Of all the public lands systems in the U.S., the National Wildlife Refuge System is the largest, spanning all 50 states and vast areas of ocean. From tundra and tallgrass prairie to swamps and coastline, the System protects roughly one third of the species listed under the Endangered Species Act and is the only set of public lands managed primarily for protecting imperiled species such as the red wolf, the musk ox and other wildlife that define our American heritage.
Despite these superlatives, the System is chronically underfunded and operates on a threadbare budget, depriving those tasked with protecting wildlife the resources they need. Congress appropriates funds to the Refuge System for various purposes including wildlife and habitat management, planning and visitor services. While the National Park System typically receives billions of dollars, the Refuge System, lacking the same congressional recognition and stature, always receives far less.
The most recent Omnibus spending bill was no different. The Refuge System received just over $0.5 billion - the lowest funding allocation out of all the public lands systems. Against the backdrop of hundreds of overdue comprehensive conservation plans - to guide restoration and management - the loss of more than 1,000 staff over the past decade, and decaying infrastructure, the funds can do little more than keep the System barely functioning.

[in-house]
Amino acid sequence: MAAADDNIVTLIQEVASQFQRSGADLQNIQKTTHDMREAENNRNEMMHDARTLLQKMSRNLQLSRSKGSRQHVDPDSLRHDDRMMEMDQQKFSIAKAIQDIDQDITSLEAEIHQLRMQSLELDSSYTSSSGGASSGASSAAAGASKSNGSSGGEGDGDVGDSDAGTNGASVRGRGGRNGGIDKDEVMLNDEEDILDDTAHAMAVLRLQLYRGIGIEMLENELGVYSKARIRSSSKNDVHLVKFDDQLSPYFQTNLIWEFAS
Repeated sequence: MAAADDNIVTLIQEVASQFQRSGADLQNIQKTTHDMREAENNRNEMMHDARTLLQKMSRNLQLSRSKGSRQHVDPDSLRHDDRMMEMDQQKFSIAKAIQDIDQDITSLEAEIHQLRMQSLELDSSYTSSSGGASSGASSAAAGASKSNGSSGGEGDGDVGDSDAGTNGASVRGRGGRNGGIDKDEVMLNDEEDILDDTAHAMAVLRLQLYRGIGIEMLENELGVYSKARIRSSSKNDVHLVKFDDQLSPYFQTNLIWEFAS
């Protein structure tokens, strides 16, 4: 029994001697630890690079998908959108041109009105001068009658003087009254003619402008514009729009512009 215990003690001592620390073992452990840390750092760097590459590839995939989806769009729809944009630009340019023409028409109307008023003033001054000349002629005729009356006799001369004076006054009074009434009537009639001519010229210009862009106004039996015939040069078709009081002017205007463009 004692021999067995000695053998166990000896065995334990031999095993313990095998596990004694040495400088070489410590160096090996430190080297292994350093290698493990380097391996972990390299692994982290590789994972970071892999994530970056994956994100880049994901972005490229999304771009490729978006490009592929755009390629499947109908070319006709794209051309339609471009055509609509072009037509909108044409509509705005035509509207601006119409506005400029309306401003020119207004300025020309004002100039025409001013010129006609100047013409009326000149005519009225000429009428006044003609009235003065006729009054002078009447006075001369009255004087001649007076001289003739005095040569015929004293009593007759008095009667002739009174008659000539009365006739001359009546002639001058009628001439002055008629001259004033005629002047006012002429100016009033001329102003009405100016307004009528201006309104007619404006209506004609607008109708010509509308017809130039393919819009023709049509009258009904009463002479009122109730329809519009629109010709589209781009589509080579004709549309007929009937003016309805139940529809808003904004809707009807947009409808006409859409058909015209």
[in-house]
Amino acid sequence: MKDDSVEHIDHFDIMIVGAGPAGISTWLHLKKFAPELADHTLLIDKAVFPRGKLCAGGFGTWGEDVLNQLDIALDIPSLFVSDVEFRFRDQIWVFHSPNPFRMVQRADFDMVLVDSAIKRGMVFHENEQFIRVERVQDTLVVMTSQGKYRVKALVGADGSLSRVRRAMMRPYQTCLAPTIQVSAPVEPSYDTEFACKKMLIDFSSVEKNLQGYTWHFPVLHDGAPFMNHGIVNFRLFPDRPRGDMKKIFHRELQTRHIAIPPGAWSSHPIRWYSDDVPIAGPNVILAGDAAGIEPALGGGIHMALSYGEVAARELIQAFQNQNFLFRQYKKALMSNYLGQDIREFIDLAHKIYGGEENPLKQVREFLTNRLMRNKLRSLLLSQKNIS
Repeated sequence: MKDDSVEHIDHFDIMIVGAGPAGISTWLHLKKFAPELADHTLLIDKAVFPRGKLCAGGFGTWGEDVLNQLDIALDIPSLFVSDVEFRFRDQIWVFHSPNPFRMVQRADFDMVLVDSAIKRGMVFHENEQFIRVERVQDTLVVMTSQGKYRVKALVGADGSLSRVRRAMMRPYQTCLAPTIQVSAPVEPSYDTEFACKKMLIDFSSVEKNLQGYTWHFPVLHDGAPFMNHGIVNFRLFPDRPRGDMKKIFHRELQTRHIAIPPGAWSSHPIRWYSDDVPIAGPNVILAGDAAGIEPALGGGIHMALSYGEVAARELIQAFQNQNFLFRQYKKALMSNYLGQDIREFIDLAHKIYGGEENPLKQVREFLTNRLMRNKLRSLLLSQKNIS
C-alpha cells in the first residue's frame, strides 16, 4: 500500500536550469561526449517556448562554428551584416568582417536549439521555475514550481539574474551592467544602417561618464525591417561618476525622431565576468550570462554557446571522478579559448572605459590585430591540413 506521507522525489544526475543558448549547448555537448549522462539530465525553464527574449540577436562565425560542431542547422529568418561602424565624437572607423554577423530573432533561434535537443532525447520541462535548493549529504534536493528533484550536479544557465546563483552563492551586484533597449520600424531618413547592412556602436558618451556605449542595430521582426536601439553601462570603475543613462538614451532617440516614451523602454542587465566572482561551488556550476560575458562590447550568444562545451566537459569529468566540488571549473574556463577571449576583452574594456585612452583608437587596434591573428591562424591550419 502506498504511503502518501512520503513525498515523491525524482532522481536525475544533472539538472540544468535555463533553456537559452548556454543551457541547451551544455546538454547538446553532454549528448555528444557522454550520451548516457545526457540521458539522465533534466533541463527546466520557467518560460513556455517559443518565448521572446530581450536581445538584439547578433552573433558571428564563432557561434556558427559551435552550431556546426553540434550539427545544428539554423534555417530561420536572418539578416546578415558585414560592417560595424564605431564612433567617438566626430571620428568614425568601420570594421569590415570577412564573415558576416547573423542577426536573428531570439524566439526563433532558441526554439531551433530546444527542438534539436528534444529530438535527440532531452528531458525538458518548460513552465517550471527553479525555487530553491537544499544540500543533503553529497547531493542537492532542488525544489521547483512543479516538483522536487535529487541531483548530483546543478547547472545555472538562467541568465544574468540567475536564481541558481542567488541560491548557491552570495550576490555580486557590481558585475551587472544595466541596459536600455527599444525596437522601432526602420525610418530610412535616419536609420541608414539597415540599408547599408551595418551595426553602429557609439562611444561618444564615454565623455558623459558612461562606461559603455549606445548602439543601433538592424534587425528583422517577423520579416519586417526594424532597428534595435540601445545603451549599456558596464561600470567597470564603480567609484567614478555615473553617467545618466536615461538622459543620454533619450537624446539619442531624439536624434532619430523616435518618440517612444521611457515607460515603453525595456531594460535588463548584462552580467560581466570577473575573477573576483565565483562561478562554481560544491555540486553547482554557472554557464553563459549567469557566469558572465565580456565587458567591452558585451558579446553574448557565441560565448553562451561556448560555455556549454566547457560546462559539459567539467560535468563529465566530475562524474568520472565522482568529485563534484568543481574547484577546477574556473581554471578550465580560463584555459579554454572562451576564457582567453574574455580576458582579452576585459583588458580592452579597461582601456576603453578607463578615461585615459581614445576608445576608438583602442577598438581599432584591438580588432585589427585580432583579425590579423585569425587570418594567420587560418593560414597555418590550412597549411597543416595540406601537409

According to recent surveys, Americans want that to change.
To properly maintain refuges, 80% of voters support investing $1.5 billion into the Refuge System annually. These sentiments were shared across political parties, geography and community types, reinforcing the Refuge System’s broad support. For their ability to protect iconic species, as well as water quality, and provide public access to nature, the same percentage of voters also support the creation of new refuges.
To that end, Defenders has prioritized advocating for high-value areas such as a potential Southwest Florida Conservation Area, which could protect 74 listed species, including the Florida panther, on rural lands threatened by rampant development pressure. An expansion of the John Heinz National Wildlife Refuge (NWR) would also help restore the Tinicum Marsh (an important wetland area) and mitigate community flooding, while sheltering thousands of migratory birds.
From the mighty Arctic Refuge (which is roughly the size of South Carolina), to the diminutive Pelican Island, refuges safeguard ecosystems both big and small, pristine and in a state of recovery.
Once denuded of vegetation, restored longleaf pine forests on St. Marks NWR, for instance, now support endangered red-cockaded woodpeckers. The Rocky Mountain Arsenal NWR, silhouetted against the backdrop of the Denver skyline, protects bison and black-footed ferrets on the site of a decommissioned chemical weapons production facility. Over 50 refuges have also been created for endangered species, such as the Florida panther and Attwater’s prairie chicken.
Taken together, the Refuge System offers a valuable antidote to the climate and extinction crises—but only if properly supported. It’s time for Congress to fully invest in the System, on a scale that meets the challenges of our time, for the benefit of wildlife and people alike.